Time for a Domestic Anti-Radicalization Program
by STEVE EMERSON
December 6, 2011
The U.S. Central Command has a new rapid-response team which uses information, rather than weapons, to combat terrorism, the New York Times recently reported.
Hunting down conspiracy theories and bogus reports on Middle East websites, media outlets and in the social media sphere, the Digital Engagement Team works at "containing lies, misinformation or just misperceptions" about American policy and military actions.
Meanwhile, over at the State Department, America's top diplomatic arm is running a companion program targeting young Muslims throughout the world who might be vulnerable to an extremist message.
Those international efforts seem to be working, the story indicates. If that's the case, it is time to consider a third program aimed at undercutting domestic radicalization. But instead, authorities are ignoring a major threat that leads to terrorism right here in our backyard. They are not doing enough to sideline Islamist groups like the Council on American-Islamic Relations (CAIR), the Muslim Public Affairs Council (MPAC) and others who propagate the false "war on Islam" narrative.
It is a narrative that has proven to radicalize. But instead of aggressively pushing back, the White House, members of Congress and law enforcement routinely engage in "outreach" with these groups, attending their fundraisers and speaking at their meetings. This approach grants legitimacy to groups openly hostile toward American law enforcement and political objectives, shoving aside emerging Muslim voices which take a different approach.
This is especially evident with the Muslim Public Affairs Council (MPAC). During the summer, MPAC Washington, D.C. director Haris Tarin attended the White House Iftar Dinner, President Obama's 9/11 Memorial at the Kennedy Center, and Secretary of State Hillary Clinton's Eid ul-Fitr reception at the State Department, which was planned to commemorate the conclusion of the month of Ramadan.
On July 13, President Obama even called Tarin personally to commend him for his and MPAC's work with the Muslim American community and the nation as a whole.
MPAC has also enjoyed a great deal of engagement in its home city of Los Angeles. There, MPAC routinely links up with the LA Sheriff's Department, with which the group has developed a joint counter-terrorism organization and also a cultural awareness training video for law enforcement officers. LA City Council President Eric Garcetti and the Rev. Jeff Carr, Chief of Staff for Mayor Antonio Villaraigosa, have also interacted with the group, most recently at an MPAC press conference in May called to present a unified front on support for the death of Usama bin Laden.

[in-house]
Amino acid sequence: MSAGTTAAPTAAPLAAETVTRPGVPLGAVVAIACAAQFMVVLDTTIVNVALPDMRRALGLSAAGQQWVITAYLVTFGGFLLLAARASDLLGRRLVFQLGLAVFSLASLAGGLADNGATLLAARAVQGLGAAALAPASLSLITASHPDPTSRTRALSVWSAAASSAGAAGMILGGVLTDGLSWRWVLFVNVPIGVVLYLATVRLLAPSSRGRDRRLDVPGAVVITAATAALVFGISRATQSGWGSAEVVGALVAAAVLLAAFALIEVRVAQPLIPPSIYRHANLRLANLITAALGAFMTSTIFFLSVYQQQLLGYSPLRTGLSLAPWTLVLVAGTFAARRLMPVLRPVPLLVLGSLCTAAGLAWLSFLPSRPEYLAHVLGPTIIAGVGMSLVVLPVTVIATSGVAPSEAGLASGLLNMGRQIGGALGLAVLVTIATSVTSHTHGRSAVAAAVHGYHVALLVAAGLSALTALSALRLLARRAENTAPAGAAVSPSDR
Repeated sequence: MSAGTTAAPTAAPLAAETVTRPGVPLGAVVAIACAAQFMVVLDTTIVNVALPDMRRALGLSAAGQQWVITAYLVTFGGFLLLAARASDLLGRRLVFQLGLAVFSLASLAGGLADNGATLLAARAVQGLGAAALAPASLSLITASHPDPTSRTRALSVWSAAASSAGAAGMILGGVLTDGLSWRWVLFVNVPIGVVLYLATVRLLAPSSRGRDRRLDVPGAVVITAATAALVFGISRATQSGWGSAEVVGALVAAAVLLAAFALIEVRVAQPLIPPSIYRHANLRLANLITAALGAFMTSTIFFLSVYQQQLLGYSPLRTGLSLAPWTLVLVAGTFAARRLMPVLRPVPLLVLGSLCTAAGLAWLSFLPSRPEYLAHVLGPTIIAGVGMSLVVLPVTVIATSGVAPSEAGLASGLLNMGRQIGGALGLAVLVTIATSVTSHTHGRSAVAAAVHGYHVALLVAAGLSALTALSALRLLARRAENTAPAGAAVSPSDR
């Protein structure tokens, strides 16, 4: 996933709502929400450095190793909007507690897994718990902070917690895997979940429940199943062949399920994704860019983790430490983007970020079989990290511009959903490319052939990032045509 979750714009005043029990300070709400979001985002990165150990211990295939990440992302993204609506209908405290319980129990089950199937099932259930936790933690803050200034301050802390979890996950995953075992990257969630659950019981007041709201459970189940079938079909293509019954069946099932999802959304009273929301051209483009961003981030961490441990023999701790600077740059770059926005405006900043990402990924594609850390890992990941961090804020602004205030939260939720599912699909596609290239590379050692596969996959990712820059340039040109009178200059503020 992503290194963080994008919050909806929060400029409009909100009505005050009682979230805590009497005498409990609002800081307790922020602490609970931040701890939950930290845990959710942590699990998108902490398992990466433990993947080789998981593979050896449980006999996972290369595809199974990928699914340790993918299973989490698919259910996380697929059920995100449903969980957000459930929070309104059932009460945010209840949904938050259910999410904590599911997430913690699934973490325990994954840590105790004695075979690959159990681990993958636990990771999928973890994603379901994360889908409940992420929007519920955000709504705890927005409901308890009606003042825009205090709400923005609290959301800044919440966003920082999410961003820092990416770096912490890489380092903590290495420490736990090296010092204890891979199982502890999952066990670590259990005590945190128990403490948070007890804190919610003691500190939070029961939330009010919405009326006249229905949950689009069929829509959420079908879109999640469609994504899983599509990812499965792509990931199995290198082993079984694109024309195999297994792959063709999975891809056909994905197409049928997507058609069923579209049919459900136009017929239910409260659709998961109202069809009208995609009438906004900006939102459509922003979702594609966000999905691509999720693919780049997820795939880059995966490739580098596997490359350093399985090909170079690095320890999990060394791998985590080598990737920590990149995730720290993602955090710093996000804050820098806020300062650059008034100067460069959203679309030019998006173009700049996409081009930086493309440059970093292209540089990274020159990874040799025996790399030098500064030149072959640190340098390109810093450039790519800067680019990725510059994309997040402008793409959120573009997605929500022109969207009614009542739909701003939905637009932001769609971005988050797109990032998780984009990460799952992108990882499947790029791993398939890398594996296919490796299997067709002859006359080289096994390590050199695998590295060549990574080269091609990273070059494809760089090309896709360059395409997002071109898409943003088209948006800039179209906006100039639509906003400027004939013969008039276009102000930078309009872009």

MPAC is rewarded despite pushing the "war on Islam" narrative for years and declaring prosecutions of alleged terrorists and their financiers as unjust and unfairly targeting Muslims. Recent months have seen a revival in the organization's public condemnation of U.S. government policies.
It took issue with the targeting of radical American-born cleric Anwar al-Awlaki, who was killed Sept. 30 by a U.S. drone strike in Yemen for his role as an al-Qaida ideologue and facilitator of attacks against Americans. MPAC rejected Awlaki's message of violence in a news article on the matter, but challenged "the killing of an American citizen without a trial and due process."
It also condemned the United States for opposing a unilateral bid for Palestinian statehood at the United Nations. It issued a policy paper that rejects the notion that Israel be recognized as the "Jewish state," a policy diametrically opposed to the US position. On Sept. 21, the day the paper was released, President Obama told the U.N. General Assembly that "The Jewish people have forged a successful state in their historic homeland."
MPAC's paper also casually dismisses significant Israeli offers to bring about a two-state solution and fails to condemn Hamas for vowing to continue its campaign of violence rather than negotiating for peace.